Men have used cosmetics as far back as the ancient civilization. However, it was not until the metrosexuality phenomenon of the year 2000 (emergence of men with a strong concern for their appearance) that a rise in demand for these products became noticeable.
Worldwide, the significant growth in men’s concern for their cosmetic appearance is observed in developed regions such as North America and Western Europe. Major product categories associated with the emerging men’s cosmetics market consists of: grooming (pre-shave, shaving and post-shave) and toiletries (bath and shower, deodorants, hair care and skin care). Sales of skin care products recorded the largest growth in the past three years. This is primarily due to a growing concern about the skin damaging effects of the sun, as well as, male consumers’ increasing use of anti-ageing skin care products.
In Canada, the key consumers of men’s cosmetics are men between the ages of 18 and 65. Male baby boomers, currently aged between 50 and 65, constitute a fast rising consumer demographic with a high level of disposable income. These men in particular are interested in anti-ageing and sun protection products.
As a country of origin, the United States of America accounts for more than 70 percent of Canada’s imports of men’s cosmetic products. France is the second most important country of origin followed by Italy. Big players dominate this market, such as Procter and Gamble. Interestingly, the skin care sub-sector is dominated by prestige brands such as Biotherm, Homme and Zirh. Drugstores, supermarkets, and department stores represent the most popular channels of distribution for men’s cosmetics.
Although, the North American Free Trade Agreement has facilitated trade between the United States and Canada, Canada’s health and consumer protection agencies maintain their own unique regulations to govern the sales of cosmetic products. Health Canada, for example, supervises and monitors the quality control, the ingredients and clear labeling of cosmetic goods in Canada’s two official languages, English and French.
Historically, men’s grooming was quite prevalent in the ancient civilizations. The first form of male grooming was the use of fragrant oils. Men in ancient civilizations used oils, rouge, and kohl in their routine lives. However, in the Middle Ages, the Catholic Church encouraged the decline of cosmetic application amongst men. Men’s grooming resurfaced in the Elizabethan era but again it faded in the late 1800s. In the more recent history, men’s cosmetics usage spread to a much wider population led by the metrosexuality phenomenon in the early 2000s.
The metrosexual man of the early 2000s is defined as being sensitive and possessing a very strong awareness of self-grooming and fashion. Now, a more recent trend deviates from metrosexuality in which men recognize grooming procedures and adapt them to their lifestyle. It is a clear turn towards masculinity without sacrificing appropriate grooming needs.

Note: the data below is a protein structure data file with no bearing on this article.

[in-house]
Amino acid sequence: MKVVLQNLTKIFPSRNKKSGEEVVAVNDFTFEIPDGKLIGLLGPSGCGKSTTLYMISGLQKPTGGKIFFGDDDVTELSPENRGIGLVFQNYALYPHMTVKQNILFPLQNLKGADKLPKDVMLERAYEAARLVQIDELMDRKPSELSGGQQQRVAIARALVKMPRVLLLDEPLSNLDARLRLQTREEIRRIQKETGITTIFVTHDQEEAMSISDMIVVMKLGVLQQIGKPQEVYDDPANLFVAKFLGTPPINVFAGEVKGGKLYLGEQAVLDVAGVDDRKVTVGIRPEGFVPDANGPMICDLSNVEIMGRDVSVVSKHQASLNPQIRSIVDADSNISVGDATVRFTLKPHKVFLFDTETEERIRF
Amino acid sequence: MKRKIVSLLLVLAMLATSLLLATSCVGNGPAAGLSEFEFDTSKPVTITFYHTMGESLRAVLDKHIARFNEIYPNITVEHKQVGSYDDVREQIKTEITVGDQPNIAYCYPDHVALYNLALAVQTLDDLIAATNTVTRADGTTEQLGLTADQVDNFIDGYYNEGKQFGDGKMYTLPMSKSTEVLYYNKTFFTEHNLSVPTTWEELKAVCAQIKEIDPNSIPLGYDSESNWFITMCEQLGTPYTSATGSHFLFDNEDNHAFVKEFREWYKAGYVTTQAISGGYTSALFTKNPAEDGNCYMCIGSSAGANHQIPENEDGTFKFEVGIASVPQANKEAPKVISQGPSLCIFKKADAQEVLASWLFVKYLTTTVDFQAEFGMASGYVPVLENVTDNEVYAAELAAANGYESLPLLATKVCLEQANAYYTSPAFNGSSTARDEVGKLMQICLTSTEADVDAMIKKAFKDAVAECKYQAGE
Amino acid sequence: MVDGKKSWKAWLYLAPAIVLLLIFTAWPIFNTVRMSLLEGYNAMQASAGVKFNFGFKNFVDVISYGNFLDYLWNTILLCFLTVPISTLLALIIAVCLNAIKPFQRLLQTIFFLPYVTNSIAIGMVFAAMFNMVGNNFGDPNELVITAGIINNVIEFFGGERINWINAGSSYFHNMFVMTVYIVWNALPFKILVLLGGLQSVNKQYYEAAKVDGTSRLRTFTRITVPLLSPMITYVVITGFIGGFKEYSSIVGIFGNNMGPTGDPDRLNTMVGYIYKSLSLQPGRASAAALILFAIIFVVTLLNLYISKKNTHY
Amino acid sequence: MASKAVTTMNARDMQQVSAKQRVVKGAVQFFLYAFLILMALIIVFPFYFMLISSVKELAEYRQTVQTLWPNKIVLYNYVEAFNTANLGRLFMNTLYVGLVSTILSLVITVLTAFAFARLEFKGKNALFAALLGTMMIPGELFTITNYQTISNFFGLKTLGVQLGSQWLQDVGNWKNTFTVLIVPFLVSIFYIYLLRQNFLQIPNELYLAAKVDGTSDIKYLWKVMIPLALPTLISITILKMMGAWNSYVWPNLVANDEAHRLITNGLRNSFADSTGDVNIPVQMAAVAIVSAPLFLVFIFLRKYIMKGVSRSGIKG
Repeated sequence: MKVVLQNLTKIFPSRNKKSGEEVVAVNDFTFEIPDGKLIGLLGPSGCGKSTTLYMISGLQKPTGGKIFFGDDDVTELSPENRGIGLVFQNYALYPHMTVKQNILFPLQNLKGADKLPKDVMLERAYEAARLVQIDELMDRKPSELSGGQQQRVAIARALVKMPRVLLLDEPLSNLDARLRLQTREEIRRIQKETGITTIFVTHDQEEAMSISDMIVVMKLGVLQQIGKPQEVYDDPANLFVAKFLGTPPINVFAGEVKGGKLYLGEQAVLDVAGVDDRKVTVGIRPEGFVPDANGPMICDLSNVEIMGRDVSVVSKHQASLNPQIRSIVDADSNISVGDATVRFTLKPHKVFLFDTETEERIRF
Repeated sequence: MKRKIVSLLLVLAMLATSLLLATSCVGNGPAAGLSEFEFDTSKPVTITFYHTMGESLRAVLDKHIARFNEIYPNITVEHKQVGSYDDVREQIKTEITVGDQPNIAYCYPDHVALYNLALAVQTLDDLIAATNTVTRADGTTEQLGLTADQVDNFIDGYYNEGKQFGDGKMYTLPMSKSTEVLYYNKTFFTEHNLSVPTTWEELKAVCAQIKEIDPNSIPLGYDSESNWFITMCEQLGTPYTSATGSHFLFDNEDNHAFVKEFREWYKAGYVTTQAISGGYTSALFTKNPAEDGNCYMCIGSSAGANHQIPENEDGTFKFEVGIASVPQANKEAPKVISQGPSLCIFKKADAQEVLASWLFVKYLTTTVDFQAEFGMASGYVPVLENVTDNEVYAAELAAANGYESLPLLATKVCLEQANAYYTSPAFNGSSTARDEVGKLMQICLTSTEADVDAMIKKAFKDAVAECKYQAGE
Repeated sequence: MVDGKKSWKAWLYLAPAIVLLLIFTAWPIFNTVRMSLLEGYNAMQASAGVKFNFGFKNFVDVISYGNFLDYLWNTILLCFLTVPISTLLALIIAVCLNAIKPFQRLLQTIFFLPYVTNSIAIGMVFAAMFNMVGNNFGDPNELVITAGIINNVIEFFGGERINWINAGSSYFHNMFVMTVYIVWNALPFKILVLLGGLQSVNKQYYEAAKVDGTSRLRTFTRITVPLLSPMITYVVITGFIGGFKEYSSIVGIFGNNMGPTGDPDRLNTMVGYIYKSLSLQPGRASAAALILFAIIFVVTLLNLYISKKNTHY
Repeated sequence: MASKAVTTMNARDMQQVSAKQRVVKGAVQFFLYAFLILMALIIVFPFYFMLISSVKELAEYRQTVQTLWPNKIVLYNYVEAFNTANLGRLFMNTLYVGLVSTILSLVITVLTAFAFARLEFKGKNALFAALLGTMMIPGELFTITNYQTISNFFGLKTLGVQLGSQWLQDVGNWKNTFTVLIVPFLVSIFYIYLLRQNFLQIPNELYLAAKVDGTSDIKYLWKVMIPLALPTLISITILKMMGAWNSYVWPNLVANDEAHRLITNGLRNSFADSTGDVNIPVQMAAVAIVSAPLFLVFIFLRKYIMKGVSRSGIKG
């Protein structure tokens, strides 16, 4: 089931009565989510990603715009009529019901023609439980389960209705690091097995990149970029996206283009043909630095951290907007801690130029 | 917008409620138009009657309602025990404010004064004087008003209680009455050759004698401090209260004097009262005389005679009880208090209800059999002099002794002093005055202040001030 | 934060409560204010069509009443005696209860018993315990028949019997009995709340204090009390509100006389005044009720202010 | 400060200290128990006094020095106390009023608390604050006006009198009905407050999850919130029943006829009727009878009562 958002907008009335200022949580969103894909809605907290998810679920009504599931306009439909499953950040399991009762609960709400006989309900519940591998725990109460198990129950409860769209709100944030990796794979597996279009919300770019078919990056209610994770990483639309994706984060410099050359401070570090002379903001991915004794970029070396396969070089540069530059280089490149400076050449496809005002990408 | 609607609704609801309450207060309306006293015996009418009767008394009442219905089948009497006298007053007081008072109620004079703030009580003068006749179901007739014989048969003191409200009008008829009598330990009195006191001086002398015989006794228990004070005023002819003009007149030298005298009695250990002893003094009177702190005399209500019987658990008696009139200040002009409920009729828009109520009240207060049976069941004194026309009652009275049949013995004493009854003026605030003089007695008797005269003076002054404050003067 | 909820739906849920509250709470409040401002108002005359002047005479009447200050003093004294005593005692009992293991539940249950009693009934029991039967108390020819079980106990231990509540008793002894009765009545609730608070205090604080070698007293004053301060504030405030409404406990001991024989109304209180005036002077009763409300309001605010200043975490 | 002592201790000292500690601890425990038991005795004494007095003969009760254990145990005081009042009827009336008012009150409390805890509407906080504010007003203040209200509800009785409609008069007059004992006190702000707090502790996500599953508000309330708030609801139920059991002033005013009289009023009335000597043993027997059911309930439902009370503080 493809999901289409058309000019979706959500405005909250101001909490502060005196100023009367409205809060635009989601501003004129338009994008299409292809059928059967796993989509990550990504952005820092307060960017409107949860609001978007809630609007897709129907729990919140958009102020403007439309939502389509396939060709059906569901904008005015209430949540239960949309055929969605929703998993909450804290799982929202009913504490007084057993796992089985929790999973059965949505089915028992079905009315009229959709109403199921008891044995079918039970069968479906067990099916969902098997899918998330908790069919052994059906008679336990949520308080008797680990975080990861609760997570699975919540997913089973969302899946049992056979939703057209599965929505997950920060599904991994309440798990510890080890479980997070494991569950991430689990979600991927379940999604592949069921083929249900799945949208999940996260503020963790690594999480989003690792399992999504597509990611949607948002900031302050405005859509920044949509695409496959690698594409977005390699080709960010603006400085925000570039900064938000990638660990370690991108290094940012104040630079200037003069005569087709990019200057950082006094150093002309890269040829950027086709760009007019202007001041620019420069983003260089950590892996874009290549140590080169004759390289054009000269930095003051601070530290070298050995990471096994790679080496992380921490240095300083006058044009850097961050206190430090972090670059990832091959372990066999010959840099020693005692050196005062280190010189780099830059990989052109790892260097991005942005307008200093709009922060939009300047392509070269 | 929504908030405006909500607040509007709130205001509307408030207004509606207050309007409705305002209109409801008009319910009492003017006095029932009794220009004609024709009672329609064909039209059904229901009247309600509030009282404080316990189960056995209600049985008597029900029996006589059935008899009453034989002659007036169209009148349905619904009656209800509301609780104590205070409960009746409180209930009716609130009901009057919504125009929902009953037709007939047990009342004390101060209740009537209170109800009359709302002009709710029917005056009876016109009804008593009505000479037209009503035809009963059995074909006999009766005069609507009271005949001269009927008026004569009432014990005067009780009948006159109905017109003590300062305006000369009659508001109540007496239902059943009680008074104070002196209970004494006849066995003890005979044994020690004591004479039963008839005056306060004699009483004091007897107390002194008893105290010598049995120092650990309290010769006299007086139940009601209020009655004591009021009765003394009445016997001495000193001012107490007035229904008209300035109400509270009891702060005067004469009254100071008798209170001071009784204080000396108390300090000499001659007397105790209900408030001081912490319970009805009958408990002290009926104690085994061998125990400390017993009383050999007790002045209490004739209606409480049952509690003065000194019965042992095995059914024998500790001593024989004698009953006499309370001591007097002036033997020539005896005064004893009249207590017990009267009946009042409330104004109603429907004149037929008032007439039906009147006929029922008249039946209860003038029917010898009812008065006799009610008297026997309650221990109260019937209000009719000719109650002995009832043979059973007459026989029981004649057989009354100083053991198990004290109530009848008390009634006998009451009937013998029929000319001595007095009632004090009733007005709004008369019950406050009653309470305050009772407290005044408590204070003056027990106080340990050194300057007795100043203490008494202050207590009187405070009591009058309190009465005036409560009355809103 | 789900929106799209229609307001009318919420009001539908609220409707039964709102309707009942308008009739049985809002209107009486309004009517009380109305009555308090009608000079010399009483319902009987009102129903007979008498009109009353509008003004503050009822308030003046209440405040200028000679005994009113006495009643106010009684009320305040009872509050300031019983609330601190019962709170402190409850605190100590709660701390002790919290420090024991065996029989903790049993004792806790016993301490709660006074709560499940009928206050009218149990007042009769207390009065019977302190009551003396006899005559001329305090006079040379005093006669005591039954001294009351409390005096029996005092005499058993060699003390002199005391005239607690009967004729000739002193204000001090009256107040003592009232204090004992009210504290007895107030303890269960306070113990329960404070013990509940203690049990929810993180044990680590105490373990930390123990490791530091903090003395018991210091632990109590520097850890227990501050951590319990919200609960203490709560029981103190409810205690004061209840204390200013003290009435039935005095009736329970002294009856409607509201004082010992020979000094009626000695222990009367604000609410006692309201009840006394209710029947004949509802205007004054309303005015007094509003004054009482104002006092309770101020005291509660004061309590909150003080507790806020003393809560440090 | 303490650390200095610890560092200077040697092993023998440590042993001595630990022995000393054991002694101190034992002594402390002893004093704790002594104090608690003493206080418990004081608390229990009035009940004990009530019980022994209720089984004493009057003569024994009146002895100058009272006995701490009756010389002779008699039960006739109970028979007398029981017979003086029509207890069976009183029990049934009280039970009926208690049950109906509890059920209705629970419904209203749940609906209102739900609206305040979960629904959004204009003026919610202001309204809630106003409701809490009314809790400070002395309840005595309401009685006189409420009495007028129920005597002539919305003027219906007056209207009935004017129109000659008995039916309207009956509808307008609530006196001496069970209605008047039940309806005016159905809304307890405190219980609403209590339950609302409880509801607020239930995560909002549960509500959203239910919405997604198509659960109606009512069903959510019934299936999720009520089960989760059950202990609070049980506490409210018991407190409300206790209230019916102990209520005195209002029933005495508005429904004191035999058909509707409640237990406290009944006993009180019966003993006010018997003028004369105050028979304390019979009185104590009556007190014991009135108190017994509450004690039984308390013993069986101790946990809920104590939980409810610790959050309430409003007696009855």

Demand-wise, skin care is the fastest developing subsector of the men’s cosmetics market; mainly attributed to a rising concern over ageing and sun damage. In Canada, protection is needed not only from sun damage but also from the harsh winter climate.
Baby boomers represent the wealthiest demographic segment of Canada’s male population. They have more disposable income than any other group. Male baby boomers have realized that they will continue working later in life and maintaining a professional appearance will be an advantage. Many are living very active lifestyles and want their appearance to mirror their attitude and feelings of youth.
Another important group of consumers for the men’s cosmetics market are men aged between 18 and 44 year old. The younger male consumers in this group, 20-year-old up to 30 are trendy and image conscious. Men in this age segment spend an average of USD$50-60 at grooming salons and USD$113 per month on cosmetic products. This is a very important target group for the future. If loyalty can be established at a young age, the consumer will become a long-term buyer.
Males comprise 49.5 percent of Canada’s total population and 70.4 percent of the male population are those between the ages of 15 to 64. From 2000 to 2005, men’s cosmetic product sales have grown by 21.3% percent in Canada. This growth is also reflective of the shift from labor-intensive industries and manufacturing to service-based industries where appearance is important to remain competitive in the workforce independently from gender.